Review: Lincoln Town Car Cartier L
It is impossible to drive the Lincoln Town Car Cartier L and not imagine a credit card being handed over your right shoulder at every destination.
Every inch of the 18-foot-long Cartier L, from the pool-table hood to the refrigerator-sized trunk, screams, "Let us handle all your executive transport needs." If there's anything the $51,000 bottom line doesn't include but should, it's a blue uniform with matching visor cap.
Cartier L is the last of a mostly dead breed. But its hide is soft, its gentle temperament that of a shrub-eating, subdivision-sized land lizard.
And that, thank you very much, is precisely what the Town Car's owners want.
Lincoln says that some 60 percent of Town Car owners are repeat buyers, and 65 percent of them say they do not even consider another vehicle.
Town Car owners have no use for a car where "performance" refers to anything other than the climate control, sound system and rear seat mood lighting. And on those accounts, the Cartier L is unparalleled at its price.
Town Car in its basic form rides on a 117-inch wheelbase that grows 6 inches in the long-wheelbase form. Overall length, at 215 inches, swells to 221.
Our Cartier L (for long), at $51,000, carried not a single extra-cost option at that price. Save for maybe a navigation system, there isn't much an owner could want. The front seats are heated, of course, and so are the backs. Rear-seaters get their own vanity mirrors and a console with audio controls and two power outlets.
Up front, the leather-trimmed wood-rim steering wheel feels just right to the fingertips, and the fancy analog clock at the center of the dash is a pretty little thing, even if it is hard to read at night.
It doesn't take too many trips around the block to realize that the 4,500-pound Town Car is aimed at those who ride, not those who drive.
And what a ride.
The interior banishes noise from the outside world to the far corners of the kingdom. Engine sounds are distant muted laborings. Town Car's engine is so quiet it leaves the impression you could blow its 4.6 liters to bits and never realize it but for the fact that those 2-plus tons will eventually glide smoothly to a stop.
Surely, though, Lincoln must be kidding in describing the Town Car as a six-passenger vehicle. Driver and front-seater are comfortably accommodated, and two back-seaters are spoiled rotten, with MINIMUM leg room of 47 inches, an inch more than the MAXIMUM leg room in front. That is no misprint; no one, including NBA stars, suffers in the outboard back seat positions of a Town Car L.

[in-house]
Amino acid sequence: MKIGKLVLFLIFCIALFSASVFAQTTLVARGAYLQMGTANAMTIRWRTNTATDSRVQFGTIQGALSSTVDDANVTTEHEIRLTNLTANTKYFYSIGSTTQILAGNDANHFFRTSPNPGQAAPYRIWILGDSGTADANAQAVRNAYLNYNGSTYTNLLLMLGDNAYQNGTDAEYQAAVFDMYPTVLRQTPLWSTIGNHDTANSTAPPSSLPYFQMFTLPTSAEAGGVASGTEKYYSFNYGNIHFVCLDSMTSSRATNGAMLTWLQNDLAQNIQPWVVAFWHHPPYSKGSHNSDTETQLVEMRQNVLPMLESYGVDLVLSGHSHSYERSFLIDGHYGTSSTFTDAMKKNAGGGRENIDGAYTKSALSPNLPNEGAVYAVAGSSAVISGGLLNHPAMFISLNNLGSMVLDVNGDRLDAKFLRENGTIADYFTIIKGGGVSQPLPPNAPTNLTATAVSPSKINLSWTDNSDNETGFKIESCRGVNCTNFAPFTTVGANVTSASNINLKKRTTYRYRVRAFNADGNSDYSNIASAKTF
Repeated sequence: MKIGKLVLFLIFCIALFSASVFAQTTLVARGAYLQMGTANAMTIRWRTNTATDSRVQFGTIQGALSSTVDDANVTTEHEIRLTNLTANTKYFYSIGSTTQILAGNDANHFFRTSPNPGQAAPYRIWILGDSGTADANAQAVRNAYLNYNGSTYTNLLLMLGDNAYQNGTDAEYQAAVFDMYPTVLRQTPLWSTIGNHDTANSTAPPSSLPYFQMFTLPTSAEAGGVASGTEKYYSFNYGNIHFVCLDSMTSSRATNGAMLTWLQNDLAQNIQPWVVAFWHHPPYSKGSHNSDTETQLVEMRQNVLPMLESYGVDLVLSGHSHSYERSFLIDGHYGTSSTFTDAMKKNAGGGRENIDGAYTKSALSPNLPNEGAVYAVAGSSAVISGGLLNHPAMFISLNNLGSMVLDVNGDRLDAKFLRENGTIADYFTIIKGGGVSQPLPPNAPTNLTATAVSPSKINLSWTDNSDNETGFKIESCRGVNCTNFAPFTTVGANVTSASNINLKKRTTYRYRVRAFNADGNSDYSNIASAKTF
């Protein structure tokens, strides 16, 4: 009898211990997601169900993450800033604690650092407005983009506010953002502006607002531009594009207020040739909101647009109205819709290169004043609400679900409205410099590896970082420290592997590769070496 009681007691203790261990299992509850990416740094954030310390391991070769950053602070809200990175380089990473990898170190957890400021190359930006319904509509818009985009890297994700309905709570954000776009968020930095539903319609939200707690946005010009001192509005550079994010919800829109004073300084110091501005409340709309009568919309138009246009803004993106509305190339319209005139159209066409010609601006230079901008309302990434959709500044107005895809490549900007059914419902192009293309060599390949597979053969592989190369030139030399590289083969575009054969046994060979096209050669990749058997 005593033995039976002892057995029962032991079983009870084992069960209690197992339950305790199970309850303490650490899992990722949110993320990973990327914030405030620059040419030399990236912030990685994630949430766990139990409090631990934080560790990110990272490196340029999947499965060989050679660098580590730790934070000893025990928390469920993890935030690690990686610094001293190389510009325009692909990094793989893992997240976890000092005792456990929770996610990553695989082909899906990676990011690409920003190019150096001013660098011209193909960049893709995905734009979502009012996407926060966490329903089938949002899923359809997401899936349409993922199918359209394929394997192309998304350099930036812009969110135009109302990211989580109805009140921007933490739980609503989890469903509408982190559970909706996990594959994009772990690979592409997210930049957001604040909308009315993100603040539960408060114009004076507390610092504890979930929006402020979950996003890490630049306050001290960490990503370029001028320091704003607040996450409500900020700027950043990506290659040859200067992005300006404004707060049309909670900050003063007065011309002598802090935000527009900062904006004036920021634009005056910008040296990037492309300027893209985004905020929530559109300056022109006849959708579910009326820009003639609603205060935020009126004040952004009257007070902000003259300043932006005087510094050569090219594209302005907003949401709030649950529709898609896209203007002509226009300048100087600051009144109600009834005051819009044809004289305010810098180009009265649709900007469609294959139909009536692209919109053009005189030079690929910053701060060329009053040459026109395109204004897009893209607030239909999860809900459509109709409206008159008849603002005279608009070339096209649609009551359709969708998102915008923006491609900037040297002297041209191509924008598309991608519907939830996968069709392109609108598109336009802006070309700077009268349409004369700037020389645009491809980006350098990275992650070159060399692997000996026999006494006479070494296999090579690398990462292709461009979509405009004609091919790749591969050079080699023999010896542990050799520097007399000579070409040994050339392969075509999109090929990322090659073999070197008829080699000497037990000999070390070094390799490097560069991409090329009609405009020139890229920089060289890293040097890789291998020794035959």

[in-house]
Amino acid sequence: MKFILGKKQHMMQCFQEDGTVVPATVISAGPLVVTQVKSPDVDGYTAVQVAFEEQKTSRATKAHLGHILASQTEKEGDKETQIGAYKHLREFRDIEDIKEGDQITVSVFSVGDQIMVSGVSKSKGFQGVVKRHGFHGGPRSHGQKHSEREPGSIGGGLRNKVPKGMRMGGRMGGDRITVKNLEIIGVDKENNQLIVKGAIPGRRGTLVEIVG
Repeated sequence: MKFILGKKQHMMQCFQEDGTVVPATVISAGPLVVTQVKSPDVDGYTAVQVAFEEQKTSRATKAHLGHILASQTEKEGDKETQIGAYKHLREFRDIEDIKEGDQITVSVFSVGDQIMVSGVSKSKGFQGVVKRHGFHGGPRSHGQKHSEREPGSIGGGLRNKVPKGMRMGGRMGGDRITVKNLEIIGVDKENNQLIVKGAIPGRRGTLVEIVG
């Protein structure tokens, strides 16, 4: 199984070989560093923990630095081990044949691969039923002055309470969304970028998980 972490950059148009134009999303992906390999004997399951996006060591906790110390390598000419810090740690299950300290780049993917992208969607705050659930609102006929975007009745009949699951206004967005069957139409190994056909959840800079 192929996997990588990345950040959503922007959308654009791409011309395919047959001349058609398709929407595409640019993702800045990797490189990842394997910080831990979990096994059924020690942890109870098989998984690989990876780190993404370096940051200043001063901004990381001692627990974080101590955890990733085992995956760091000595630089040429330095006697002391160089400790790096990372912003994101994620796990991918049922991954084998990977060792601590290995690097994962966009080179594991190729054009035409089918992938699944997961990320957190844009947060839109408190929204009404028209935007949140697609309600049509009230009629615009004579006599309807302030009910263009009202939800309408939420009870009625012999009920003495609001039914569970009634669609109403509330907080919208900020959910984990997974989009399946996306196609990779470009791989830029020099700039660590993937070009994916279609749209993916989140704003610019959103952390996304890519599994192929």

But the second-row mid-seater gives up some comfort, and what Lincoln calls the sixth spot, up front, is a narrow perch. The bottom of the center console flips up to form a seat back, and unless both pieces of the split bench are aligned, the passenger would be better off riding on a milk crate.
Or in the 21-cubic-foot trunk. Other big cars give you enough room for a couple of sets of golf clubs. Town Car lets you carry all nine holes.
With but 239 horses sauntering out from under of the Town Car's hood, this car is anywhere from mildly to wildly underpowered in the V-8 lux class. The V-8s of the Mercedes S-Class start at 275 horsepower and reach 362 and probably ought to, as the cheapest is 20 grand more expensive than Town Car.
EPA fuel economy, at 17/25, is typical of larger cars but matches that of a mid-size SUV, at a comfort level where there's no comparison.
For 2003, Lincoln has finessed a number of features on its highest-volume model. The TC has a new frame, steering, brakes and front suspension, and modifications to the rear. Hood, fenders and quarter panels have been redesigned, and the trunklid has a power opener so users can dispense with the effort of lifting it. Cartier owners get to close their trunk with the push of a key fob button. Other improvements cut noise of all sorts.
The 2003, on the advice of a panel that came to be known as Town Car "executives," also features the return of a gun-sight-style stand-up hood ornament.
That's important on a car like this, where appearances are everything. Not to mention stretch-out leg room in back, so you can snooze all the way to the airport.